Defendants Spoljaric and Hatfield entered Plaintiff's cell, an area that is not monitored by video camera, while he was still on the phone. (Doc. 47-1 at 38). Plaintiff testified that Hatfield and Spoljaric immediately began to assault him, with Hatfield yanking him up off the cooler and both Defendants taking him down to the ground and punching him repeatedly. However, Defendant Hatfield attests that only after Plaintiff refused to stand and exit did he grab Plaintiff's arm in an "attempt[] to escort him out of the cell," whereupon Plaintiff pulled away and "tackled" Spoljaric, falling on top of him and punching him. (Hatfield Affidavit, Doc. 48-2; see also Doc. 54-1 at 17, incident report stating that Defendants "advised" Plaintiff "to stand up and put down the phone, Anderson refused then tensed up and lowered his head," causing Hatfield to "physically grab him by his left arm."). Hatfield states that only after Plaintiff pulled away and tackled Spoljaric did Hatfield punch Plaintiff three times in order to regain control and to protect Spoljaric.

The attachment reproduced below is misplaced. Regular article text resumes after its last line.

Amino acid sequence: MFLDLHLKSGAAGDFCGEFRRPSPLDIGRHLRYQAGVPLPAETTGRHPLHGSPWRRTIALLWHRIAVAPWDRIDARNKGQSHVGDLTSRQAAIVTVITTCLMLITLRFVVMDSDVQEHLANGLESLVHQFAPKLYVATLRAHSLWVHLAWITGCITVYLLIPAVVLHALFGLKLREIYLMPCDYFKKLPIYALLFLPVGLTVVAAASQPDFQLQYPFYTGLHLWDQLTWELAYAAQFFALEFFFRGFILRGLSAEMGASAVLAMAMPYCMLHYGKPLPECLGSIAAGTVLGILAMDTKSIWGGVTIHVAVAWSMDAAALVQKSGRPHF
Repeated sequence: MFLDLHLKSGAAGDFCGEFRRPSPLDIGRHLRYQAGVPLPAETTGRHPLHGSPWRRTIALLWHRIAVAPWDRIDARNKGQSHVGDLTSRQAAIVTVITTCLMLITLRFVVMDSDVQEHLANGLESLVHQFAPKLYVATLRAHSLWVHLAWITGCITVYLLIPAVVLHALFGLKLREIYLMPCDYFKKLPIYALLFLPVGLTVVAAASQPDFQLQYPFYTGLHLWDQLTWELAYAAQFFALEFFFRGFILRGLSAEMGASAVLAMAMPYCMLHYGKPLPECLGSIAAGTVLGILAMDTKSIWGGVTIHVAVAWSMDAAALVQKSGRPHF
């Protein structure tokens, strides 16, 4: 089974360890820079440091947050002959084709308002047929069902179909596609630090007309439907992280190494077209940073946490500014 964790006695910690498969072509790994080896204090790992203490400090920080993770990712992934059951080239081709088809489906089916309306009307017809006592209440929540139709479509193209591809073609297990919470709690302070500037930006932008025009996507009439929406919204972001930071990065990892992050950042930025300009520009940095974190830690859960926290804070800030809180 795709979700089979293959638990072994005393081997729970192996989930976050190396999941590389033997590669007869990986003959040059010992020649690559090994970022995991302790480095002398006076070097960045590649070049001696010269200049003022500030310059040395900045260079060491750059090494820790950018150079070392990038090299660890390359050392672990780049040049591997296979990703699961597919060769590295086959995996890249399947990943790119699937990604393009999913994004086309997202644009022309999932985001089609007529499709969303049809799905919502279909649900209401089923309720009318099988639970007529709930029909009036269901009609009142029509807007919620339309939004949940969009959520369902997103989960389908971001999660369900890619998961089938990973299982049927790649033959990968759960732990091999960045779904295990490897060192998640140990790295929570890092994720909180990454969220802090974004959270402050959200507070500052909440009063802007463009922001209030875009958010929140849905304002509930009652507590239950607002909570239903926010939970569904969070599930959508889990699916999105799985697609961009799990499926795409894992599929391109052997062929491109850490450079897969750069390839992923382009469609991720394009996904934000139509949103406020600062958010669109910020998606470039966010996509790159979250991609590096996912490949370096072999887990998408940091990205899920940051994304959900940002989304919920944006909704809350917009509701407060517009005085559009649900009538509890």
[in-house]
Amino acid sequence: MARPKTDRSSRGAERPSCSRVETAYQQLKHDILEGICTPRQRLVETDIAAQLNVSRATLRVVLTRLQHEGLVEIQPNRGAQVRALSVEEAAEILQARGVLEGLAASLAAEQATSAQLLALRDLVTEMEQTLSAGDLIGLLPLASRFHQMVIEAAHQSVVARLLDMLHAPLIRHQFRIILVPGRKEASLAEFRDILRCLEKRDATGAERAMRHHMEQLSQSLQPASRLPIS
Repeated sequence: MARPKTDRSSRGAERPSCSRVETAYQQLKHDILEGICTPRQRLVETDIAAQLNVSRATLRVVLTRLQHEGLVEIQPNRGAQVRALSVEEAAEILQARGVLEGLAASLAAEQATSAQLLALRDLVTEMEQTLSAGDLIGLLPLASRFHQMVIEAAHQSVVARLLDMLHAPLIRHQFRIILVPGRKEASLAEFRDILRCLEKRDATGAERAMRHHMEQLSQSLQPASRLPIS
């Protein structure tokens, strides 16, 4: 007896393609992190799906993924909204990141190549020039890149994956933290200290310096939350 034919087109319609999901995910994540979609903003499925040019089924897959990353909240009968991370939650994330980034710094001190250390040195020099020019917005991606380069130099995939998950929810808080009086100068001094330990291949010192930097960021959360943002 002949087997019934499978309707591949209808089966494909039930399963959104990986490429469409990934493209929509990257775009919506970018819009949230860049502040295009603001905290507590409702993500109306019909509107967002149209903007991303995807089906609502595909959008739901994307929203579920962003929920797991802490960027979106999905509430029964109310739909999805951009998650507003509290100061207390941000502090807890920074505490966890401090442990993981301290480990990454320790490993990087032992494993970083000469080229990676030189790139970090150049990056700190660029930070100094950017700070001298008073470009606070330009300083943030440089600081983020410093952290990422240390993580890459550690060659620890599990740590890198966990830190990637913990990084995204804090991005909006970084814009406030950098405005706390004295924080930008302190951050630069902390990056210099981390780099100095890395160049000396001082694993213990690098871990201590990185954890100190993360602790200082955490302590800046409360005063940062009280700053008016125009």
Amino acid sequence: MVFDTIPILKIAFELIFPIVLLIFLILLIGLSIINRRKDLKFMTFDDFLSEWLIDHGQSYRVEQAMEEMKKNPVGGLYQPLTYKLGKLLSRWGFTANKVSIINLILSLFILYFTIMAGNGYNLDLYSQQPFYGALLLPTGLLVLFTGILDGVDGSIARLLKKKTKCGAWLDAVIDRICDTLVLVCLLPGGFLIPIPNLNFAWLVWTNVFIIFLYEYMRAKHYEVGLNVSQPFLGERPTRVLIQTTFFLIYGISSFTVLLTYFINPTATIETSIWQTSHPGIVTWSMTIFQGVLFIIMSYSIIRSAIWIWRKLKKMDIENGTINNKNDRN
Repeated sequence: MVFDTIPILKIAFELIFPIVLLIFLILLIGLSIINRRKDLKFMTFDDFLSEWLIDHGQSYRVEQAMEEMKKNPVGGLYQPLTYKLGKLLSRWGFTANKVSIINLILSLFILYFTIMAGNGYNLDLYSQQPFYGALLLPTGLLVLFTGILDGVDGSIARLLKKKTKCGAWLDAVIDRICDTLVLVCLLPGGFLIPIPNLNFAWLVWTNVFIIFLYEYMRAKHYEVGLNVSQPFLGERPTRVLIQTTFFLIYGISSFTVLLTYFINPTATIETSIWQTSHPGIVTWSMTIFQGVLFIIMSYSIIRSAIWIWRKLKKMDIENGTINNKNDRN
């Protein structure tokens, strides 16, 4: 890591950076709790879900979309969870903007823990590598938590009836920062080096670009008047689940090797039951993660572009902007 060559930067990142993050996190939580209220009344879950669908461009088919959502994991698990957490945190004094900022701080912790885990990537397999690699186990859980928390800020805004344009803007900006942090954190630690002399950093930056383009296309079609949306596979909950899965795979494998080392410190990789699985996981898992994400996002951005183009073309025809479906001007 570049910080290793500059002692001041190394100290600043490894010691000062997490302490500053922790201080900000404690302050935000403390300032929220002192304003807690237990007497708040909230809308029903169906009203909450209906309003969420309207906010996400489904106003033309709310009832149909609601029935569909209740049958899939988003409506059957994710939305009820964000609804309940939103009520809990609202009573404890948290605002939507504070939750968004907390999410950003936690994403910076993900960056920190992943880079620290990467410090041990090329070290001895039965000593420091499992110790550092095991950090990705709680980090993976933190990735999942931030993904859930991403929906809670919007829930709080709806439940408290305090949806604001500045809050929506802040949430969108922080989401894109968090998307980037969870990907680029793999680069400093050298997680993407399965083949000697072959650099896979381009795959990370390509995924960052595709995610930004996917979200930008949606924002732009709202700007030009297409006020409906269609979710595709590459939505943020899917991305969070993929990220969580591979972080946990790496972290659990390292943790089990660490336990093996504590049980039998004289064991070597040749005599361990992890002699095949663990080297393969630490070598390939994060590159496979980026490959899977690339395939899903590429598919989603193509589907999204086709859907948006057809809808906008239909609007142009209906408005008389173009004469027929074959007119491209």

Defendant Akers entered soon after, by which point Hatfield had regained a hold of Plaintiff's left arm. With Akers securing Plaintiff's right arm, the altercation ended. Plaintiff was handcuffed and the officers began to escort him out of the cell. Defendants allege that Plaintiff shoved Spoljaric as they started walking. However, Plaintiff states that he merely "bumped" into a piece of metal near a threshold and that in response, "Spoljaric took my hands behind me, pulled them up, pulled me back on top of him," causing both to fall. (Doc. 47-1 at 36). Plaintiff does not claim injury from his brief fall in the hallway.